Is it possible to be saddened by the downfall of U.S. Rep. Anthony Weiner without in any way excusing his conduct? Is it possible a person could engage in unsavory conduct while in other ways serving his constituents well in Congress? We think so and admit we were not happy to watch Weiner’s resignation, even though we agree it was the right thing to do.
As everyone in America knows, the man who might have been the next mayor of New York City resigned in shame last week following revelations that he had sent lewd photographs over the Internet and engaged in sexual conversations with a number of women using his Twitter account. The scandal grew by the day and in the end fellow Democrats — even the president — believed he should step down. It will be a long time before Weiner is taken seriously on any subject.
U.S. Rep. Gregory Meeks spoke the truth when he said Weiner “will be sorely missed by me and his constituents.”
But the scandal is not all there is to Weiner. As a congressman, he fought hard for the city of New York and especially for the victims of 9/11. He was a feisty, energetic legislator who reflected the fighting spirit of the people he represented.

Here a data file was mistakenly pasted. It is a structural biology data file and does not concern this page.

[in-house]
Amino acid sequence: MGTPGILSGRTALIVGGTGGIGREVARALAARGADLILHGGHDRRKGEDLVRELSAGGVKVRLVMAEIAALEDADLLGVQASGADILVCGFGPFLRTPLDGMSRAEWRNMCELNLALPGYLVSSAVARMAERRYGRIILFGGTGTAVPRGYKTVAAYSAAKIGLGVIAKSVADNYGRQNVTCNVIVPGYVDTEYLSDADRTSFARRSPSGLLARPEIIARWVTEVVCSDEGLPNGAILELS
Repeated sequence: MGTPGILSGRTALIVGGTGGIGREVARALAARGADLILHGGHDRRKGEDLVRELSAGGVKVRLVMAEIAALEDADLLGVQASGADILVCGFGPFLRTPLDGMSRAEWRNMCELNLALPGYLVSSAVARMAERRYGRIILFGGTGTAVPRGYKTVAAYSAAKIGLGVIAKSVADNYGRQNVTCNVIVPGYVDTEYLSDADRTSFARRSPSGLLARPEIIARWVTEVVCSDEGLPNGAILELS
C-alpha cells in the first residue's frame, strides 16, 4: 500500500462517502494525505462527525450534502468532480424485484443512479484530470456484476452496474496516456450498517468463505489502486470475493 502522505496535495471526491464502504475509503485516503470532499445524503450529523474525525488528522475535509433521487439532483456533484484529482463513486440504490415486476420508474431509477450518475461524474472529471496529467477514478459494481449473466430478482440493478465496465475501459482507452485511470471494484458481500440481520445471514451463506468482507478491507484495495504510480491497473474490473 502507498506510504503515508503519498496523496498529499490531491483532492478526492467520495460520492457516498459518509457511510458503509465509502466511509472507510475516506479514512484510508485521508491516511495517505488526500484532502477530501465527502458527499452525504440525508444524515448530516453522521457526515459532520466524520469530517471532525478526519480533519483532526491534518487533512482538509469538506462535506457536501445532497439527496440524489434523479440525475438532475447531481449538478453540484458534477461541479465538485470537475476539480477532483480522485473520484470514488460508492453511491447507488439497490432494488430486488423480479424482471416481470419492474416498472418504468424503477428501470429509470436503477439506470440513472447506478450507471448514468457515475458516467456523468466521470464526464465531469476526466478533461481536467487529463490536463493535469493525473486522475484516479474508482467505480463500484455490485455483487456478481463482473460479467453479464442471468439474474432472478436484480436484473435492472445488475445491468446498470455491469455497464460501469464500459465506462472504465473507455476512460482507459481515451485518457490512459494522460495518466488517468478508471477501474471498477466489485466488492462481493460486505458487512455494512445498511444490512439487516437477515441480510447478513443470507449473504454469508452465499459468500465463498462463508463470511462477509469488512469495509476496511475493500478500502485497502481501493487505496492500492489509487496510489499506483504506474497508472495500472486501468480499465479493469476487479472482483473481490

We question Weiner’s decision to hold a press conference at a Brooklyn senior center to announce his resignation. A simple letter made available to the press could have done the job better. The press conference turned into a circus with a couple jerks calling him a pervert while the cameras were on.
The whole episode should serve as a warning to elected officials that the public expects them to act with moral integrity in all of their affairs. And it should serve as a warning to all adults that sexting and other foolish behavior on places like Twitter can have serious consequences.
Finally, we hope the members of the media who have been enjoying this scandal will leave the Weiner family alone. Do not camp outside the Weiner home with video equipment all the while pretending you are sorry for the pain Weiner’s wife, Huma Abedin, is going through.